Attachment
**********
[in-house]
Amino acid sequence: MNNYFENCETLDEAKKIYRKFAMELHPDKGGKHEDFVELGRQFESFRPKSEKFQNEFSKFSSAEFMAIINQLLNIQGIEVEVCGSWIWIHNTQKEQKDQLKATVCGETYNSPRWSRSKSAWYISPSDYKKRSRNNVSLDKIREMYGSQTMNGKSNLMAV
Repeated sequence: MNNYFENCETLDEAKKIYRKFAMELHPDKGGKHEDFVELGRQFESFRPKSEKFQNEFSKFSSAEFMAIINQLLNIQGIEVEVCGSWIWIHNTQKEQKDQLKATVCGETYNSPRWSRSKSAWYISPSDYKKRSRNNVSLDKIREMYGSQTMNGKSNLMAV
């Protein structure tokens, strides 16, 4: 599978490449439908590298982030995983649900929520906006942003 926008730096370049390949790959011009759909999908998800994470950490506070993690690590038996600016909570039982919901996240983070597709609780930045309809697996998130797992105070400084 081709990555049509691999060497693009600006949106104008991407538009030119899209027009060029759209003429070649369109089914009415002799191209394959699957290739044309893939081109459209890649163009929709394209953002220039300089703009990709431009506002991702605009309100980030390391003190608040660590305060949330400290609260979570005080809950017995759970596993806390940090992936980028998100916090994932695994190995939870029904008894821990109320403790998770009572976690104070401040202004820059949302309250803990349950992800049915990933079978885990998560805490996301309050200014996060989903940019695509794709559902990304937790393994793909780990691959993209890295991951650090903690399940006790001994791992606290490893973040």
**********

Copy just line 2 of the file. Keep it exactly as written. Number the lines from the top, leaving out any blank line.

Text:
Amino acid sequence: MNNYFENCETLDEAKKIYRKFAMELHPDKGGKHEDFVELGRQFESFRPKSEKFQNEFSKFSSAEFMAIINQLLNIQGIEVEVCGSWIWIHNTQKEQKDQLKATVCGETYNSPRWSRSKSAWYISPSDYKKRSRNNVSLDKIREMYGSQTMNGKSNLMAV